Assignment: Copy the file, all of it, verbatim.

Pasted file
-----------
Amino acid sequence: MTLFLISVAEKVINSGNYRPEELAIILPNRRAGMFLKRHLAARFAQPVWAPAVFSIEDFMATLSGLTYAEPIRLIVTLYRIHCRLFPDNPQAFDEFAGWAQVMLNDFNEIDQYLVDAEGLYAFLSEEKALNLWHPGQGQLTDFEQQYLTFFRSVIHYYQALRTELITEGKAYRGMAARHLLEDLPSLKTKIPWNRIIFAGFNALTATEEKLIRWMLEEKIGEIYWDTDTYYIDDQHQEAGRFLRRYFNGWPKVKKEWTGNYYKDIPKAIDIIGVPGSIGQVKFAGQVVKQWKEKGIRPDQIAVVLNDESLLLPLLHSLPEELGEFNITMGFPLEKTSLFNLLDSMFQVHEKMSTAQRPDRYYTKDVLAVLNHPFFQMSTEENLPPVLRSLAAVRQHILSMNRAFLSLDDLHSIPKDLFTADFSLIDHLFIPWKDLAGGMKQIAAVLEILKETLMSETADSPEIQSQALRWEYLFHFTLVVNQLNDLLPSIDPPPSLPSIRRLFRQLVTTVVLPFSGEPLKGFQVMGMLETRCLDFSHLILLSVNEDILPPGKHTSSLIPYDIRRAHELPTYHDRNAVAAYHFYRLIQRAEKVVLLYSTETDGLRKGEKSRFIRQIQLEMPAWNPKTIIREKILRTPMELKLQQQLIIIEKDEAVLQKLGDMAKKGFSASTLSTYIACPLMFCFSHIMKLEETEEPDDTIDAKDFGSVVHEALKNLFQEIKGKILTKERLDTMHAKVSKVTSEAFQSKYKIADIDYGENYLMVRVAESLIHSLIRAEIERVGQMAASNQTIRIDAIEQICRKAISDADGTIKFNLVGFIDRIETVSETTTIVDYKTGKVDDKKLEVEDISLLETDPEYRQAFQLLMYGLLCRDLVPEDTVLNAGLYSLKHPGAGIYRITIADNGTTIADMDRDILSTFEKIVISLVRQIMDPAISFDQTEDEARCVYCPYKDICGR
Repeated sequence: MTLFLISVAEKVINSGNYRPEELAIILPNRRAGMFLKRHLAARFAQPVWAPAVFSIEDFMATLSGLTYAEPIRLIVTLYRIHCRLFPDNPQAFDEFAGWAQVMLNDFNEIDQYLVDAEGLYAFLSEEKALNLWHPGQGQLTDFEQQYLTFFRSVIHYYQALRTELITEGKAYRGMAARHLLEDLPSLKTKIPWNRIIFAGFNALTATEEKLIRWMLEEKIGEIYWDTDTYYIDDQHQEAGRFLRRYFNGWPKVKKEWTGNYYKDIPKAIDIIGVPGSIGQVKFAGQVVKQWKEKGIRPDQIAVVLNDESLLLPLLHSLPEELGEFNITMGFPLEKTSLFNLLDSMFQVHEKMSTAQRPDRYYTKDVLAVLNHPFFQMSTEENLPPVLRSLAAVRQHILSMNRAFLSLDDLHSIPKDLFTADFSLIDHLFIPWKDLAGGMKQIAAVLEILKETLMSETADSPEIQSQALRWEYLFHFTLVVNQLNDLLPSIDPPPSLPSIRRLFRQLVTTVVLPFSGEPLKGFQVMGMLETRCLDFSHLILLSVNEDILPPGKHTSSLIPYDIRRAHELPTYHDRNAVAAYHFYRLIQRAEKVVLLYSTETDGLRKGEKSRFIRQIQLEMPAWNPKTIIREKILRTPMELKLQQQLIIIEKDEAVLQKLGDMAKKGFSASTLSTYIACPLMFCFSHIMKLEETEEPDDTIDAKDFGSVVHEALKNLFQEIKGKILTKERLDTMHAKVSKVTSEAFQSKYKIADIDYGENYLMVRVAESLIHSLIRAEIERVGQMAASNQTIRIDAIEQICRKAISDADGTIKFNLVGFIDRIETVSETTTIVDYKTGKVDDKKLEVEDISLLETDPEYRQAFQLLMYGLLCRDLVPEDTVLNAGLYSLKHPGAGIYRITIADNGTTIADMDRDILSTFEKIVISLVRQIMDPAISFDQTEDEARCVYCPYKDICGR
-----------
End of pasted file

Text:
Amino acid sequence: MTLFLISVAEKVINSGNYRPEELAIILPNRRAGMFLKRHLAARFAQPVWAPAVFSIEDFMATLSGLTYAEPIRLIVTLYRIHCRLFPDNPQAFDEFAGWAQVMLNDFNEIDQYLVDAEGLYAFLSEEKALNLWHPGQGQLTDFEQQYLTFFRSVIHYYQALRTELITEGKAYRGMAARHLLEDLPSLKTKIPWNRIIFAGFNALTATEEKLIRWMLEEKIGEIYWDTDTYYIDDQHQEAGRFLRRYFNGWPKVKKEWTGNYYKDIPKAIDIIGVPGSIGQVKFAGQVVKQWKEKGIRPDQIAVVLNDESLLLPLLHSLPEELGEFNITMGFPLEKTSLFNLLDSMFQVHEKMSTAQRPDRYYTKDVLAVLNHPFFQMSTEENLPPVLRSLAAVRQHILSMNRAFLSLDDLHSIPKDLFTADFSLIDHLFIPWKDLAGGMKQIAAVLEILKETLMSETADSPEIQSQALRWEYLFHFTLVVNQLNDLLPSIDPPPSLPSIRRLFRQLVTTVVLPFSGEPLKGFQVMGMLETRCLDFSHLILLSVNEDILPPGKHTSSLIPYDIRRAHELPTYHDRNAVAAYHFYRLIQRAEKVVLLYSTETDGLRKGEKSRFIRQIQLEMPAWNPKTIIREKILRTPMELKLQQQLIIIEKDEAVLQKLGDMAKKGFSASTLSTYIACPLMFCFSHIMKLEETEEPDDTIDAKDFGSVVHEALKNLFQEIKGKILTKERLDTMHAKVSKVTSEAFQSKYKIADIDYGENYLMVRVAESLIHSLIRAEIERVGQMAASNQTIRIDAIEQICRKAISDADGTIKFNLVGFIDRIETVSETTTIVDYKTGKVDDKKLEVEDISLLETDPEYRQAFQLLMYGLLCRDLVPEDTVLNAGLYSLKHPGAGIYRITIADNGTTIADMDRDILSTFEKIVISLVRQIMDPAISFDQTEDEARCVYCPYKDICGR
Repeated sequence: MTLFLISVAEKVINSGNYRPEELAIILPNRRAGMFLKRHLAARFAQPVWAPAVFSIEDFMATLSGLTYAEPIRLIVTLYRIHCRLFPDNPQAFDEFAGWAQVMLNDFNEIDQYLVDAEGLYAFLSEEKALNLWHPGQGQLTDFEQQYLTFFRSVIHYYQALRTELITEGKAYRGMAARHLLEDLPSLKTKIPWNRIIFAGFNALTATEEKLIRWMLEEKIGEIYWDTDTYYIDDQHQEAGRFLRRYFNGWPKVKKEWTGNYYKDIPKAIDIIGVPGSIGQVKFAGQVVKQWKEKGIRPDQIAVVLNDESLLLPLLHSLPEELGEFNITMGFPLEKTSLFNLLDSMFQVHEKMSTAQRPDRYYTKDVLAVLNHPFFQMSTEENLPPVLRSLAAVRQHILSMNRAFLSLDDLHSIPKDLFTADFSLIDHLFIPWKDLAGGMKQIAAVLEILKETLMSETADSPEIQSQALRWEYLFHFTLVVNQLNDLLPSIDPPPSLPSIRRLFRQLVTTVVLPFSGEPLKGFQVMGMLETRCLDFSHLILLSVNEDILPPGKHTSSLIPYDIRRAHELPTYHDRNAVAAYHFYRLIQRAEKVVLLYSTETDGLRKGEKSRFIRQIQLEMPAWNPKTIIREKILRTPMELKLQQQLIIIEKDEAVLQKLGDMAKKGFSASTLSTYIACPLMFCFSHIMKLEETEEPDDTIDAKDFGSVVHEALKNLFQEIKGKILTKERLDTMHAKVSKVTSEAFQSKYKIADIDYGENYLMVRVAESLIHSLIRAEIERVGQMAASNQTIRIDAIEQICRKAISDADGTIKFNLVGFIDRIETVSETTTIVDYKTGKVDDKKLEVEDISLLETDPEYRQAFQLLMYGLLCRDLVPEDTVLNAGLYSLKHPGAGIYRITIADNGTTIADMDRDILSTFEKIVISLVRQIMDPAISFDQTEDEARCVYCPYKDICGR